Skip to Content

Night Moods

Now on View

June 30 – December 31, 2022
East Building, Ground Level, Gallery 106A

Shrouded in smoky grays and velvety blacks, marked by deep shadows, or shifting reflections illumined by the glow of moonlight, the night has been a continual source of artistic inspiration. These prints and photographs, exhibited with George Ault’s painting, were created by American artists between 1897 and 1955 and are evocative of night’s many moods: playful, menacing, tranquil, foreboding, mysterious, or contemplative. Together they explore urban, suburban, and natural environments and suggest the many ways in which the night was changing.

Artists used a variety of printmaking processes to create dramatic dark and light effects, ranging from Beatrice Levy’s soft passages of aquatint tones conveying a Rainy Night, to the precision of line in Paul Landacre’s wood engraving Laguna Cove. Photographers, aided by increasingly light-sensitive film, reveled in the play of dark and light, whether sharply contrasted, as in Ilse Bing’s Circus Acrobat, New York, or meticulously modulated, as in Roy DeCarava’s Car behind building.

By 1925, only half of American homes had electric power, yet in the cities, glimmering gaslights were being replaced by bright electric lights. The Federal Writers’ Project Guide to 1930s New York (1939) noted of Times Square:  “Here midnight streets are more brilliant than noon, their crowds on ordinary evenings exceeding those of large town carnivals.” Headlights, streetlights, lit interiors, and the ever-brightening night skyline were altering both the appearance and the experience of the night.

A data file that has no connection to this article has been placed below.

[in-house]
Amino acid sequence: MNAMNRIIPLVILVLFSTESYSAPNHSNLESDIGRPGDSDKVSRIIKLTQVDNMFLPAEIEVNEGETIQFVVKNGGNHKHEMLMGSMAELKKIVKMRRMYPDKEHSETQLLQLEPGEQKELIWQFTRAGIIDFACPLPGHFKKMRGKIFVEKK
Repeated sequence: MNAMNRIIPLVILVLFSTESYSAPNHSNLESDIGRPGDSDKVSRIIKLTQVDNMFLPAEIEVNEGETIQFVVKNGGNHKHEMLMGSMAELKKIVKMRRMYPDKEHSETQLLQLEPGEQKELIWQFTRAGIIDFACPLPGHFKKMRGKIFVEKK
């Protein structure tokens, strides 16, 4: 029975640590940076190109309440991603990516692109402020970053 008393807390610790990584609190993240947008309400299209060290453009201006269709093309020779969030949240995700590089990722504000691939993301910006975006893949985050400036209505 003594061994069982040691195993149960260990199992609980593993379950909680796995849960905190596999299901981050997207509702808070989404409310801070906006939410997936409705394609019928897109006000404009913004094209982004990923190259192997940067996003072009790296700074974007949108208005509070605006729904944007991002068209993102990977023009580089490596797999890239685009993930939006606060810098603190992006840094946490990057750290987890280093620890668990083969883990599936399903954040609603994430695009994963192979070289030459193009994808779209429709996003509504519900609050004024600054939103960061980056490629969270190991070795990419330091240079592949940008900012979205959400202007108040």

Selected Works

About the Series: American Art, 1900–1950: Prints, Drawings, and Photographs

During a period fueled by enormous urban growth and technological changes, riven by world wars, and rocked by new modes of thought, American artists explored many diverse means to express their changing experience and environment. Prints, drawings, and photographs were vital media through which artists pursued radical experiments in form, figuration, and abstraction. Reevaluating European traditions, they developed new ways of seeing the modern world around them. 

Complementing the American modernist paintings and sculptures in the adjacent galleries, these rotating installations feature prints, drawings, and photographs by American artists working in the first half of the 20th century. By looking at pairs or groups of artists, or at broader themes such as abstract portraiture or the Machine Age, the installations spark conversations between established and lesser-known figures in American modernism and highlight the era’s full range and complexity.

Past Exhibitions from this Series

Organization
Organized by the National Gallery of Art, Washington

Passes
Admission is always free and passes are not required

Banner detail: Esther Bubley, Girl Sitting Alone in the 'Sea Grill,' a Bar and Restaurant, Waiting for a Pick-up, Washington, D.C., April 1943, printed 1989, gelatin silver print, The Marvin Breckinridge Patterson Fund for Photography, 1999.108.1